New York Times: “The Fadeout of the Mileage Run”

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New York Time has good article “The Fadeout of the Mileage Run” (access here) about frequent fliers that fly purely for status and/or redeemable miles.

New York Times The Fadeout of the Mileage Run

Mileage Runs for purely getting award miles are coming to an end on both Delta (read more here) and United (read more here) next year when both of these airlines are starting to award miles based on the spend and not flown miles.

Here is an excerpt from the New York Times article:

Mileage running arguably makes sense for some travelers, that is, the sort of people who don’t mind spending a weekend on airplanes going nowhere in particular. These people have a well-established subculture; the Mileage Run forum on FlyerTalk, an online travel discussion board, has generated more than 24,000 threads. But mileage running has never made much economic sense for the airlines. The purpose of a frequent flier program is to build loyalty and retain customers who generate a lot of profits. Mileage runners aim to buy tickets with the lowest cost per mile and extract as many points as possible from them; this is not high-margin behavior the airlines should want to encourage.

And increasingly, they aren’t.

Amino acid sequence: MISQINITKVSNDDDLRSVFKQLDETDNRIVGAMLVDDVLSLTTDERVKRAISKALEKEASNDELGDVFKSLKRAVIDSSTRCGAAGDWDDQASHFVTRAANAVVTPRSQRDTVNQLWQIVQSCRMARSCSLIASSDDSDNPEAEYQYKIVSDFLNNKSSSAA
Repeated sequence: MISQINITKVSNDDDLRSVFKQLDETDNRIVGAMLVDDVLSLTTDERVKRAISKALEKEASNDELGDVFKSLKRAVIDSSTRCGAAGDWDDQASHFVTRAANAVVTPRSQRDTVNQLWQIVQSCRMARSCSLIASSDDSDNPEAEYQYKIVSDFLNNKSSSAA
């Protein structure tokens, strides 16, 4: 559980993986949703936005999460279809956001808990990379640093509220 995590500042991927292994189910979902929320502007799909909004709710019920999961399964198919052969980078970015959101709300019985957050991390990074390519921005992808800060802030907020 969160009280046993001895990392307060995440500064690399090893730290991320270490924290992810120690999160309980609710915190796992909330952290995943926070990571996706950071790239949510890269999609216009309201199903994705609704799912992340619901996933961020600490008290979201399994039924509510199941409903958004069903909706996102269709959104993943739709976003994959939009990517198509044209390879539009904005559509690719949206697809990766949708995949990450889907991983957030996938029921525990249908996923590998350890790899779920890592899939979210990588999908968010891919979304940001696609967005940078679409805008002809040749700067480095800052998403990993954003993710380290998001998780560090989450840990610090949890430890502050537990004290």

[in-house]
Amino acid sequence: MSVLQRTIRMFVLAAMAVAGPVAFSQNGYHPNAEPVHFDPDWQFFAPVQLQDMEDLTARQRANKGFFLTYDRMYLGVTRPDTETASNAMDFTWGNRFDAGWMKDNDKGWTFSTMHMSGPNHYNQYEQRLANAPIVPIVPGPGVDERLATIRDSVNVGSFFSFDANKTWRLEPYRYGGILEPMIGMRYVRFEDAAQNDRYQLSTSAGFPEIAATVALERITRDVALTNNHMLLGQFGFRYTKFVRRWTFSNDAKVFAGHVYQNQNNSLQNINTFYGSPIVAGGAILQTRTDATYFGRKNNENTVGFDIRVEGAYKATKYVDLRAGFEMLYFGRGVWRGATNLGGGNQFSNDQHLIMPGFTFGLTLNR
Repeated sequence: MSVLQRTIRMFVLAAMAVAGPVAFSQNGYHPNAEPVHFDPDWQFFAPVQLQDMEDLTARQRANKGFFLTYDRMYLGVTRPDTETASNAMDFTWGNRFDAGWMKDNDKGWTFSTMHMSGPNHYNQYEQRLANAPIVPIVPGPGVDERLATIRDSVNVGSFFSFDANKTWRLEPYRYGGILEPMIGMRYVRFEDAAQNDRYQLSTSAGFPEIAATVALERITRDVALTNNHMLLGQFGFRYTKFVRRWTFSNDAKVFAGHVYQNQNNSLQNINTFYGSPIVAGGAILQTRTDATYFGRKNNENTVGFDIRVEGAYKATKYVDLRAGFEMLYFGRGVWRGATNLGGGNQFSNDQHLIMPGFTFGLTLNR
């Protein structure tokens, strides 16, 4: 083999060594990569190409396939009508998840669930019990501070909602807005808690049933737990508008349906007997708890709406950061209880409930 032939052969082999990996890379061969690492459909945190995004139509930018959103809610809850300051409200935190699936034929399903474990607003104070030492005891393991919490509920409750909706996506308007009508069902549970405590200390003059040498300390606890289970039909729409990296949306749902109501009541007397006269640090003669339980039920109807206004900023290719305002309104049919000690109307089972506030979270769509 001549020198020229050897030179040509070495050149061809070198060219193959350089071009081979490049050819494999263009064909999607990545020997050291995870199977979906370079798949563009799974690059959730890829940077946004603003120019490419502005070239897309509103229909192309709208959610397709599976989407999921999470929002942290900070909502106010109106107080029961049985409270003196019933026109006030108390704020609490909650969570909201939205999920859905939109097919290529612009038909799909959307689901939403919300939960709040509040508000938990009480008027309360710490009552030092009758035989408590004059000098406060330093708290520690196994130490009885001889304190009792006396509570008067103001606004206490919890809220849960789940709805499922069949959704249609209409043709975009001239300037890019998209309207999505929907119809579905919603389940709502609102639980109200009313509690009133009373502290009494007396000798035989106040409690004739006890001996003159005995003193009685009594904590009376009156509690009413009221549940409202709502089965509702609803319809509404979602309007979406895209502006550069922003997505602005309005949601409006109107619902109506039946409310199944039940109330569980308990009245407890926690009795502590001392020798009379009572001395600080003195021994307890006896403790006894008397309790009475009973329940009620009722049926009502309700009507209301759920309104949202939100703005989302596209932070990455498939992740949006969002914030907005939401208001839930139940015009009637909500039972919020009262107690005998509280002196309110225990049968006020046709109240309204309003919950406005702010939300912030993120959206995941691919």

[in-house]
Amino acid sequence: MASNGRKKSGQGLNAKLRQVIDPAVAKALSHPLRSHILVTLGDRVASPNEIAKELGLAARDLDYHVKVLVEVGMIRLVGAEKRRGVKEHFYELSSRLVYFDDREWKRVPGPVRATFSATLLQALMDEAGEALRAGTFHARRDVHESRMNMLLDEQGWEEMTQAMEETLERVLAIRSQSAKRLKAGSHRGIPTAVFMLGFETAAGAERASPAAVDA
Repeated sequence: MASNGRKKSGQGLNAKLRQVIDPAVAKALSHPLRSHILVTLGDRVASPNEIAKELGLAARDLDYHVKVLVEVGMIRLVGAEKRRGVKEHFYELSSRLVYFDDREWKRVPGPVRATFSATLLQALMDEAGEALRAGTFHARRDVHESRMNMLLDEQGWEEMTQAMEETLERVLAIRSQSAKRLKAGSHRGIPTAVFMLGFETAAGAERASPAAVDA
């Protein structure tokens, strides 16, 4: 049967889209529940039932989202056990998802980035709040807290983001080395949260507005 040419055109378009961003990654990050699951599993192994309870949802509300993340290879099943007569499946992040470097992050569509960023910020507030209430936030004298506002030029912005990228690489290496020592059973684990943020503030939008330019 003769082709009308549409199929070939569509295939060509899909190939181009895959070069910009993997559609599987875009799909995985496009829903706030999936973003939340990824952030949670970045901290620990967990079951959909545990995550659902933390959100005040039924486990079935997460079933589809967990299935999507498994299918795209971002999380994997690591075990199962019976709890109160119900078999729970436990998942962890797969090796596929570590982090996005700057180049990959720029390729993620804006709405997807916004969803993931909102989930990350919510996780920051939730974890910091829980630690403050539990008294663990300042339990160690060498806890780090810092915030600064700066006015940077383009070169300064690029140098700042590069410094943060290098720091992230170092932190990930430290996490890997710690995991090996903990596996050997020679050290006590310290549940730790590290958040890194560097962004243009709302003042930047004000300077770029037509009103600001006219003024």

In the last year, United Airlines and Delta Air Lines have made two major changes to their reward programs that make mileage running a lot less useful. First, they imposed a minimum spending requirement to obtain elite status. Previously, you became a “silver” or “gold” or “diamond” flier by traveling a minimum number of miles or segments in a year. Now, to qualify you must also spend a minimum amount on airfare; for example the status tier for traveling 25,000 miles also requires $2,500 in airfare spent, or 10 cents per mile. (The Amsterdam-Istanbul itinerary I described above cost just 4.6 cents per mile.)

Conclusion

I have certainly done mileage runs in the past when they made sense. I wrote about last year United Airlines promotion from early 2000’s (access here) that earned me 18 segment around the world business class trip.

Mileage Runs for status won’t go anywhere. Both United and Delta only changed how they award miles for these flights, but you still have to fly set number of miles to get the elite status, although there is now spend requirement baked in as well.

I have always advocated for taking trips to meaningful places where you can spend couple of days than mindlessly flying to some far flung destination only to tun back immediately without seeing anything. Wouldn’t you pay a bit more and have some fun along the way as well?

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